AUSTIN (Nexstar) — South by Southwest officially kicked off this week, aiming to highlight film, music and other interactive industries. The annual festival, which usually draws attendees from across the world to Austin, is completely virtual this year.
Film premieres, like Tuesday’s premiere of ‘Kid Candidate,’ are happening online without the usual exuberance of the theater.
‘Kid Candidate’ follows the story of Hayden Pedigo, who decided to run for Amarillo City Council at only 24 years old.
His campaign started as a joke — a comical video he and his friend made went viral. Soon, Pedigo realized he may actually have something to offer his community as a politician.
“Even before the video I had a lot of opinions on Amarillo and what I thought can be done better to help the city, especially as a young person. There was a lot of people I knew that were leaving to what they thought were better cities, because they didn’t feel like there was a lot of opportunity in Amarillo,” Pedigo said. “So I kind of realized, well, maybe I can use this to profile some of those issues that I see in my town.”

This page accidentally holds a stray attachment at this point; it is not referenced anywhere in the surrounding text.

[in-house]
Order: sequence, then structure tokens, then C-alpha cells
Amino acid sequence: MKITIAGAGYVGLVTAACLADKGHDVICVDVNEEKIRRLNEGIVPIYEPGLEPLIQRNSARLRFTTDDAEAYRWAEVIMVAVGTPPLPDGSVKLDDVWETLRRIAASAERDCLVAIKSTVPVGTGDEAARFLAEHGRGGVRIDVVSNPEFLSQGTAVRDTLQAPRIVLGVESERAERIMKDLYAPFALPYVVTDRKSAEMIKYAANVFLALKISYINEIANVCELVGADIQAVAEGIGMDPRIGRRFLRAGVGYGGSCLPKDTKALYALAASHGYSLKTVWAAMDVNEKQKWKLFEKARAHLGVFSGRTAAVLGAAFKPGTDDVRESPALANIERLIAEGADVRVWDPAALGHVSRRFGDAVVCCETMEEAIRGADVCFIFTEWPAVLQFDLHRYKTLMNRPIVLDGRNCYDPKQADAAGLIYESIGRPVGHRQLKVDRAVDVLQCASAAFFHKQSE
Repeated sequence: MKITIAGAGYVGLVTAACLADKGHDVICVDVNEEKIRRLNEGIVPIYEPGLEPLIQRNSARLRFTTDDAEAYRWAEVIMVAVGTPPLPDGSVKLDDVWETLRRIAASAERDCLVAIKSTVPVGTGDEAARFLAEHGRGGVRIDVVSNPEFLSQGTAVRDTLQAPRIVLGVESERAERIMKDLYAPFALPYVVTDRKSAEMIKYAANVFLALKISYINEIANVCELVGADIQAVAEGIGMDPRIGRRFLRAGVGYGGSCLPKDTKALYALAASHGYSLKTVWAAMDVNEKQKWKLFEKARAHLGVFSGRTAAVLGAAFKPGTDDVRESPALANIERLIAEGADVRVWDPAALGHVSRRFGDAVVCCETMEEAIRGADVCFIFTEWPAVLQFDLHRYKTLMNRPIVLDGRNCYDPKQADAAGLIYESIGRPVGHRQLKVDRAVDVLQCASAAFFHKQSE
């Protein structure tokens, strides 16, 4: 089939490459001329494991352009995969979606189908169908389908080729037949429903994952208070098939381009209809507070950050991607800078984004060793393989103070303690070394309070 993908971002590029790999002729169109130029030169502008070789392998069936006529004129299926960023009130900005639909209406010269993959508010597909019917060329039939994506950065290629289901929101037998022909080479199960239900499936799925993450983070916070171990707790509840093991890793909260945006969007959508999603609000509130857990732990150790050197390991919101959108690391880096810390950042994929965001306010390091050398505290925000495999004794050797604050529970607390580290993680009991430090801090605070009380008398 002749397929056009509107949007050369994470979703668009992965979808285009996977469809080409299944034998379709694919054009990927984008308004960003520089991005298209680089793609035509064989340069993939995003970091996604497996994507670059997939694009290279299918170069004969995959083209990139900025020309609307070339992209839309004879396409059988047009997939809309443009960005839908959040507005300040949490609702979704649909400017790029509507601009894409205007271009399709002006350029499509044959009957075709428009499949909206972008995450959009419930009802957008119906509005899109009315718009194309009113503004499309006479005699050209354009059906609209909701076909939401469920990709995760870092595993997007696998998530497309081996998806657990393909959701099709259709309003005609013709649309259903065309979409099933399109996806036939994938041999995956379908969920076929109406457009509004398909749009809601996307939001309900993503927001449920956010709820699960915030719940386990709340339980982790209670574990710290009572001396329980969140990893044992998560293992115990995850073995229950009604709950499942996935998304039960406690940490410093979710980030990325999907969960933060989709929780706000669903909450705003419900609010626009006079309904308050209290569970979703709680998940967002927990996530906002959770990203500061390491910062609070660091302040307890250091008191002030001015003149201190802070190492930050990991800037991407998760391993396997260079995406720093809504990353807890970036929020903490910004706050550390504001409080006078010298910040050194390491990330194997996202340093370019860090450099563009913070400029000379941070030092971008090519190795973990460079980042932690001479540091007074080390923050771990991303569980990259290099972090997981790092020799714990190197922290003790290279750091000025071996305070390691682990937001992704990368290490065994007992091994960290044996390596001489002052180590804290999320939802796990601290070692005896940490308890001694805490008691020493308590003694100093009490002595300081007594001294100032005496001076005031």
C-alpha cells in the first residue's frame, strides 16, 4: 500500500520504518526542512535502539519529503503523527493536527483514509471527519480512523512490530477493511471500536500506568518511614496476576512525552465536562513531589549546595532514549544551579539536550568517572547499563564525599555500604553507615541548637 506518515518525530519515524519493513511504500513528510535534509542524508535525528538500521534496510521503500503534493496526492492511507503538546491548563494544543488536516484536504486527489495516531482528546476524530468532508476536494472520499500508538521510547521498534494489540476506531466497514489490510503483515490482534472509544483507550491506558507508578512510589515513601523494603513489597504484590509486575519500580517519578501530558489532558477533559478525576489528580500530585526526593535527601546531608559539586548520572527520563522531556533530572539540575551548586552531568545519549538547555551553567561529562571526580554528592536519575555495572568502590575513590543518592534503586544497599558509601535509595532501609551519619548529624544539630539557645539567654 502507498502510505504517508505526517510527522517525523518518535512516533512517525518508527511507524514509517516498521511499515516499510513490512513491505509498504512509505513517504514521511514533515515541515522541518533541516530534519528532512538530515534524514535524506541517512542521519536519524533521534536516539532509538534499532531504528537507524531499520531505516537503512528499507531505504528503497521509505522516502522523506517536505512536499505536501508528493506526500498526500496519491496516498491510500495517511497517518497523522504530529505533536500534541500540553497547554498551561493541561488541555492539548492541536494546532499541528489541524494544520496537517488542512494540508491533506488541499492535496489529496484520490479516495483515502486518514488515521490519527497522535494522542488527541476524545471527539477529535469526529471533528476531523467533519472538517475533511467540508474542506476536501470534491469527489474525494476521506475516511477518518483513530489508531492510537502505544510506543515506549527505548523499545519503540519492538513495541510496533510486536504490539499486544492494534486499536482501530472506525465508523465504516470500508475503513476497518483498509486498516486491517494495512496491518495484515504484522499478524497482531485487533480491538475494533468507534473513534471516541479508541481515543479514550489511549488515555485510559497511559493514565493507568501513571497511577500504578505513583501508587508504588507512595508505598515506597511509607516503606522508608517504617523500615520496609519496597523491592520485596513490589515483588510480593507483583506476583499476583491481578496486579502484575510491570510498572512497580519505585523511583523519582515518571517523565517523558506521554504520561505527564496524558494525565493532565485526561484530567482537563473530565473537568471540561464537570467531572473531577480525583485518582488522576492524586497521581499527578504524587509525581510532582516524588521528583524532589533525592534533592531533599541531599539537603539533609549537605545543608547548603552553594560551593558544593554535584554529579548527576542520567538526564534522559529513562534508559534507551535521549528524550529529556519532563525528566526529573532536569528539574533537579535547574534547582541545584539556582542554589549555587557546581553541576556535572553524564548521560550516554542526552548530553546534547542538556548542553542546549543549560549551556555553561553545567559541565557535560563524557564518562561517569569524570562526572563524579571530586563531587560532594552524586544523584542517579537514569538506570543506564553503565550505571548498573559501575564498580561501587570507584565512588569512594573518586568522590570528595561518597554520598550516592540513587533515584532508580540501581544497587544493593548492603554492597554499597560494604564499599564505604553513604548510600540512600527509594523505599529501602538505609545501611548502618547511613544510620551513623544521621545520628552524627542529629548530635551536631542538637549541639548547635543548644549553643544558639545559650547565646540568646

People didn’t take Pedigo seriously at first. He had no donors. Eventually, he found his supporters in the minorities of Amarillo who didn’t feel like they had a voice.
“These communities don’t really have any say in how the city is run,” Pedigo said. “And that was kind of my main thing was trying to use the film and my campaign to translate that side of things out and hopefully go beyond me, because I didn’t want to be the sole focal point of the story.”
As his video campaign gained attention, film director Jasmine Stodel began to follow his story.
“The more people he engaged within the community, I think, the more serious he became, because he actually realized what he was doing could make a real impact,” Stodel said. “And also those people were putting their hope in him.”
Although Pedigo lost to the incumbent in the May 2019 election, he still has his sights on a future in politics.
Stodel said she hopes this film will inspire more young people across the country to get involved in their communities.
“Amarillo is every town,” Stodel said. “The message I want this film to bring across is that you should vote in your local elections.”
The film’s world premiere was virtual, but those involved are already receiving a lot of positive feedback.
“It’s nice to see all the reviews come out, and people talk about it on social media,” Stodel said. “But there’s nothing like that tangible feeling when you’re in a theater.”
A spokesperson for SXSW said, “while we don’t have the wonderful in-person SXSW that we know and love, we are gathered together to be inspired by the work in chats, meetups, roundtables, virtual happy hours and in a wonderfully recreated Austin in SXSW Online XR,” Janet Pierson, SXSW director of film, said Wednesday.
Other films with Texas ties in this year’s festival include ‘Without Getting Killed or Caught,’ ‘InBetween Girl,’ ‘Through the Plexi-Glass: The Last Days of the San Jose,’ and ‘Dear Mr. Brody.’